Contemporary Bow Makers

June 5, 2006 at 05:18 AM · Who are some of the best contemporary bow makers and how much do their bows cost?

Replies (19)

June 5, 2006 at 05:00 PM · If you search the archives on this site you'll find tons of useful info on this subject, much of it posted in just the last few weeks.

Let us know if you have problems searching.

June 7, 2006 at 11:56 AM · Hi,

For information on bows, I would suggest that you Email Gennady Filimonov from this site who is extremely knowledgeable on this topic.


June 7, 2006 at 09:33 PM · NOPE! best way is to go to Musicora in France, or check the French register of bow makers, you'll find pretty much everyone there,- but you can't go far wrong with apprentices of the late B Ouchard, from Mirecourt 70's....

Btw takes years to train a good bow maker, like a good sound and recording engineer!

June 8, 2006 at 03:19 AM · Thanks Christian,

This subject has been discussed at great lentgth in previous discussions.

For some who are not familiar with the history of French bow making, the re-birth of the Great French School started with Bernard Ouchard who was asked to comeback to Mirecourt after the 1940s and start up a bowmaking school. Which he did with much success. He planted the seeds with the likes of Rolland and Raffin and then came Thomachot, E. Clement and now with the younger generation of award winning makers that includes S. Bigot, Gilles Nehr and Yannick LeCanu.

These are makers that have already gained great respect among players and collectors alike.

For those who are in Europe (France & or Italy), ofcourse it is easy to go to Musicora or Mondomusica and meet and try contemporary bows and fiddles.

Being that the US Dollar is weak against the Euro, it makes it very expensive now to travel abroad and hence the price of French Bows in France is even more expensive than before.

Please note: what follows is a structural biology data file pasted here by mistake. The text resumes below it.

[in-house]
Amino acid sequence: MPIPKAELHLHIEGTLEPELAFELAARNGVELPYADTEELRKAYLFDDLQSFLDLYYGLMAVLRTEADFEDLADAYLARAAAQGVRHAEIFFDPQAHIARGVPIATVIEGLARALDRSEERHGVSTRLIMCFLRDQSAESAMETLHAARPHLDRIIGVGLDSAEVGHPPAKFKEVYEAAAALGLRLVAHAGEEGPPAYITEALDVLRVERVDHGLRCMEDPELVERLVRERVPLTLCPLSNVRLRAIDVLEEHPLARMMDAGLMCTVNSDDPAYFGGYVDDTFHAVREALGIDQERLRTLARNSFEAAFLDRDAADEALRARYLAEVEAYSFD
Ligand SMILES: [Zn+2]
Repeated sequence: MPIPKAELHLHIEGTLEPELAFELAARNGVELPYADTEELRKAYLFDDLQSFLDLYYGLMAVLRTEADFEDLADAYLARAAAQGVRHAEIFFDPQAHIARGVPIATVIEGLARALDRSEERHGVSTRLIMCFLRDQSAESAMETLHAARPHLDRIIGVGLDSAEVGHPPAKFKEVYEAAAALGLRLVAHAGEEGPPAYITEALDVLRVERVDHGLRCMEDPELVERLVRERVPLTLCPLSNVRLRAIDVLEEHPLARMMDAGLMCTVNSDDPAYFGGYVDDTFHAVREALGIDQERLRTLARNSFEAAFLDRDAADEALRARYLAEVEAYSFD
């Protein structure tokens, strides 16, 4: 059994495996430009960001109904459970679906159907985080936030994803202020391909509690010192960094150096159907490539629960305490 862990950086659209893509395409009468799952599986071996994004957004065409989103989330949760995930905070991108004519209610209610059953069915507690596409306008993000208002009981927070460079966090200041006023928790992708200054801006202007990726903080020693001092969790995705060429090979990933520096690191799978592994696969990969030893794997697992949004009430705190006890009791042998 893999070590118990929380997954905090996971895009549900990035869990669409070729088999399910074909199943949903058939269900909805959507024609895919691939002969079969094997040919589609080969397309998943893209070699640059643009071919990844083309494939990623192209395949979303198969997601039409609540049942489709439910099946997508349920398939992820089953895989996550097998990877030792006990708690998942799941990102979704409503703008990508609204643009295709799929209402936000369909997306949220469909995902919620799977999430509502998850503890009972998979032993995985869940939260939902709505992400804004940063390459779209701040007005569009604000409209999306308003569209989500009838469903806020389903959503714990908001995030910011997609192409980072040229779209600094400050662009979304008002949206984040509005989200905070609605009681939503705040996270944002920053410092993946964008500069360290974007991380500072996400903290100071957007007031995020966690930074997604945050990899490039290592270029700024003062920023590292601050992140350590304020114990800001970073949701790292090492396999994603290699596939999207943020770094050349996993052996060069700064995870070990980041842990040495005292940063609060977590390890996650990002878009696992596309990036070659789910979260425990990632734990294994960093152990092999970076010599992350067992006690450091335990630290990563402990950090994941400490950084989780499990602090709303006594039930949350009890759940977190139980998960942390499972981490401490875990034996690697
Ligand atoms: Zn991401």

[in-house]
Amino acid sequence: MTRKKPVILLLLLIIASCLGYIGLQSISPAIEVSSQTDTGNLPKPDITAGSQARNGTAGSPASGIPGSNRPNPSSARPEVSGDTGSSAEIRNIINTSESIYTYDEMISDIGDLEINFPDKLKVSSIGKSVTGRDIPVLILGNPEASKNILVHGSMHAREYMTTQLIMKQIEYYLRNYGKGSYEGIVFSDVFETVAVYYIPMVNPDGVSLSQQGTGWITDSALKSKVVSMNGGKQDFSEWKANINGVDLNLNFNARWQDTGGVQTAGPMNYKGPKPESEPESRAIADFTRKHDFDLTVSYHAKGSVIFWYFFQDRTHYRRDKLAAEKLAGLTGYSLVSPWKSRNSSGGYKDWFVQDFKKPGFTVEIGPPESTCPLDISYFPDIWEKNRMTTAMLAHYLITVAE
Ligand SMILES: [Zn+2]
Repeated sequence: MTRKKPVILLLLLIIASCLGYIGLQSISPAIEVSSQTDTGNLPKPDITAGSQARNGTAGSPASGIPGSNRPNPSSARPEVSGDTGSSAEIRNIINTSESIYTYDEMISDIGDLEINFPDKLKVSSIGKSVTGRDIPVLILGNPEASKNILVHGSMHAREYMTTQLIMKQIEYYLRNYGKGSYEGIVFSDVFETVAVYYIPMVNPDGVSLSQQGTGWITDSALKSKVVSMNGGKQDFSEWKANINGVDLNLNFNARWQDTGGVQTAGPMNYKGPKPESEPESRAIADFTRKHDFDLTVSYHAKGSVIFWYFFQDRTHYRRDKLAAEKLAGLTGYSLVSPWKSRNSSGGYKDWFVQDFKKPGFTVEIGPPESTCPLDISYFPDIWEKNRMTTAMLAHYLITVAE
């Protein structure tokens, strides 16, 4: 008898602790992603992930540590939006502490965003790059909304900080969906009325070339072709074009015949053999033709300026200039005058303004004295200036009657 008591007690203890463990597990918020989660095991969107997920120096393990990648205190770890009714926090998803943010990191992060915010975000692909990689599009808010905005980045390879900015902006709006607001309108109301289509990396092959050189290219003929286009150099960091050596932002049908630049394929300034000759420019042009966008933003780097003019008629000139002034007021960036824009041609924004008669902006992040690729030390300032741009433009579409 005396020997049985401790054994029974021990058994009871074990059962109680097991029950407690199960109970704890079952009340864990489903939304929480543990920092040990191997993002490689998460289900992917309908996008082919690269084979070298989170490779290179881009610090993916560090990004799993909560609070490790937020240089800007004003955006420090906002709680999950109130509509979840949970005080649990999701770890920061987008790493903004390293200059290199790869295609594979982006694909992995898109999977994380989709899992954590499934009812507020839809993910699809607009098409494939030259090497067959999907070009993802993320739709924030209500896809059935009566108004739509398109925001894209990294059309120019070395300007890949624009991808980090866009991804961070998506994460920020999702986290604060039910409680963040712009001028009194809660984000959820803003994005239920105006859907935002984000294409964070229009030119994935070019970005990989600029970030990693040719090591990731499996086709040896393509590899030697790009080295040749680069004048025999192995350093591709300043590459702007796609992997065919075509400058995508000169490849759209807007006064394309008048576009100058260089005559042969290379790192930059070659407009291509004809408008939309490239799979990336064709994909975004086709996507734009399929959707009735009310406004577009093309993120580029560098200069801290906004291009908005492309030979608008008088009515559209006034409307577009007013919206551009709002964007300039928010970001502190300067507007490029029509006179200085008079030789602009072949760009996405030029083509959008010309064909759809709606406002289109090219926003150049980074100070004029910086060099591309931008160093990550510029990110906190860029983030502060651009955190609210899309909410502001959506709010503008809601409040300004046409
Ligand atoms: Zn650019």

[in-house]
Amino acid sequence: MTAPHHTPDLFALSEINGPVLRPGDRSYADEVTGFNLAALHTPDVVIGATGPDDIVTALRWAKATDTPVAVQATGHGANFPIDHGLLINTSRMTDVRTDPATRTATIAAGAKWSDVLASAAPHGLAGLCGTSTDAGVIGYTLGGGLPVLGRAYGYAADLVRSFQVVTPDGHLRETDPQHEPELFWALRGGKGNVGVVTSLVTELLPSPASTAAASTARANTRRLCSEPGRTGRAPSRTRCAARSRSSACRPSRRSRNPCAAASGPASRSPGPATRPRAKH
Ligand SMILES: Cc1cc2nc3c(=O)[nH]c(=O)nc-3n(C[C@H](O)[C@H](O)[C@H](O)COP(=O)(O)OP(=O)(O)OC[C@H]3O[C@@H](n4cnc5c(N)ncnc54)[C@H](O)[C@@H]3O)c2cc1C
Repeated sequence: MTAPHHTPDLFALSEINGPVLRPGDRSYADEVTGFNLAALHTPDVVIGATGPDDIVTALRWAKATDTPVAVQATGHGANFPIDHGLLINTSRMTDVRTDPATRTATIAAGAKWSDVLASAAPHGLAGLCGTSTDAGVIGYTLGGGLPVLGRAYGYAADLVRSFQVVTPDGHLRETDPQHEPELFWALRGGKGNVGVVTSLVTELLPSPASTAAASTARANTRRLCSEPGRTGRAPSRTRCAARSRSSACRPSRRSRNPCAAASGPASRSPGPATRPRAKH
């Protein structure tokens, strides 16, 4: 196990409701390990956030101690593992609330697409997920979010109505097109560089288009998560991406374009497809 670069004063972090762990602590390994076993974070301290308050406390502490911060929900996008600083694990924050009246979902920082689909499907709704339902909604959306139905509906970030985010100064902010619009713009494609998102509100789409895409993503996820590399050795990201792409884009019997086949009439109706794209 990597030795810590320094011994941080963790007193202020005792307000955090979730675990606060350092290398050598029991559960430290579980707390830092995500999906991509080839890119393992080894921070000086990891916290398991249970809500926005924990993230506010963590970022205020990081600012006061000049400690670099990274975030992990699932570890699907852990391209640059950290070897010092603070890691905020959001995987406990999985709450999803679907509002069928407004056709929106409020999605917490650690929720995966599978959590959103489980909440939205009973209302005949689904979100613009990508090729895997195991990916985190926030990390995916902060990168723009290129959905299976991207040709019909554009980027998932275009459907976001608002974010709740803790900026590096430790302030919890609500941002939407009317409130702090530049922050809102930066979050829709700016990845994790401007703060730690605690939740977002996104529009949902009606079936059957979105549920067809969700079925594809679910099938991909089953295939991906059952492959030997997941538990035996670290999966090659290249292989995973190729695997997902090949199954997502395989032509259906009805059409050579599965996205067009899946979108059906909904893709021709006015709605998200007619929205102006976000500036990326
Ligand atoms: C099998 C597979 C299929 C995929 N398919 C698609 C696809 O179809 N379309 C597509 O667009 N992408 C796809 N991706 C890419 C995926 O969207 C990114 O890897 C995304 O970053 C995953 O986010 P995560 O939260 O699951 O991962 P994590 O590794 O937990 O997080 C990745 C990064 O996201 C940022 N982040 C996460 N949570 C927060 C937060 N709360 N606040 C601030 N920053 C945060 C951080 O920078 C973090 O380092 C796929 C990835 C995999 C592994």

One of my favorite French makers from the earlier 20th century is J.J. Millant.

There are also wonderful award winning American makers that make fine bows in the French tradition.


BTW Gareth,

looking up lists of makers does not reveal much to people who have never seen the work of most of these contemporary makers. And for those who do not know the difference, how would they know why there is a difference between a bow by Thomachot as opposed to a Yamaha or Coda. This is why many come to visit to ask these questions so professionals with experience in collecting and playing can try to answer these questions.

And if you know Ivry Gitlis, you may know that he plays and loves the bows by Edwin Clement, who lives just around the corner from him in Paris.

June 27, 2006 at 02:56 PM · To give the North American contingent their due, I personally like Pierre Fuchs (semi-North American) and Roy Quade. I also have tried bows from Charles Espy, Robert Morrow, David Forbes, and Paul Siefried (sp?) and all have bows that I like.

June 27, 2006 at 09:48 PM · I can certainly recommend you check out the bows of the English maker Howard Green.I bought one of his bows last year.The sound and playabilty of these bows is just extraordinary.I was already playing on a Benoit Rolland bow.Itzhak Perlman has a couple of Green's bows and Ilya Gringolts plays on one and there many other top players using them.Hope this helps you find the bow of your dreams.